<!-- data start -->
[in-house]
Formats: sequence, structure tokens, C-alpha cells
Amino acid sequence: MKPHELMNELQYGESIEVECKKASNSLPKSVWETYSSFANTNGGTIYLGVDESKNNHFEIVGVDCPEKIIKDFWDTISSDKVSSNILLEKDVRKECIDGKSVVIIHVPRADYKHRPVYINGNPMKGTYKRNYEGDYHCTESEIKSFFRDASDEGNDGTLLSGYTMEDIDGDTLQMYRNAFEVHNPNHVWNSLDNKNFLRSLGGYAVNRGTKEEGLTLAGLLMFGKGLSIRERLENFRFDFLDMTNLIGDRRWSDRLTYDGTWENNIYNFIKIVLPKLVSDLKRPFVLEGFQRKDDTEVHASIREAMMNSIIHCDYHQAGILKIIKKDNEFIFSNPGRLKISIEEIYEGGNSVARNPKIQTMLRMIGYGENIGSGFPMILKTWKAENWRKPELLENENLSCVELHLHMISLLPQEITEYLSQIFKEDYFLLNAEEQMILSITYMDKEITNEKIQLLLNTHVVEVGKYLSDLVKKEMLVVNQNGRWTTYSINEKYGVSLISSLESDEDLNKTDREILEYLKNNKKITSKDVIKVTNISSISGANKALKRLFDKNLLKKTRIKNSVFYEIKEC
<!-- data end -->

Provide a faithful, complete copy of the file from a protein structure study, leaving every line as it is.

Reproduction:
[in-house]
Formats: sequence, structure tokens, C-alpha cells
Amino acid sequence: MKPHELMNELQYGESIEVECKKASNSLPKSVWETYSSFANTNGGTIYLGVDESKNNHFEIVGVDCPEKIIKDFWDTISSDKVSSNILLEKDVRKECIDGKSVVIIHVPRADYKHRPVYINGNPMKGTYKRNYEGDYHCTESEIKSFFRDASDEGNDGTLLSGYTMEDIDGDTLQMYRNAFEVHNPNHVWNSLDNKNFLRSLGGYAVNRGTKEEGLTLAGLLMFGKGLSIRERLENFRFDFLDMTNLIGDRRWSDRLTYDGTWENNIYNFIKIVLPKLVSDLKRPFVLEGFQRKDDTEVHASIREAMMNSIIHCDYHQAGILKIIKKDNEFIFSNPGRLKISIEEIYEGGNSVARNPKIQTMLRMIGYGENIGSGFPMILKTWKAENWRKPELLENENLSCVELHLHMISLLPQEITEYLSQIFKEDYFLLNAEEQMILSITYMDKEITNEKIQLLLNTHVVEVGKYLSDLVKKEMLVVNQNGRWTTYSINEKYGVSLISSLESDEDLNKTDREILEYLKNNKKITSKDVIKVTNISSISGANKALKRLFDKNLLKKTRIKNSVFYEIKEC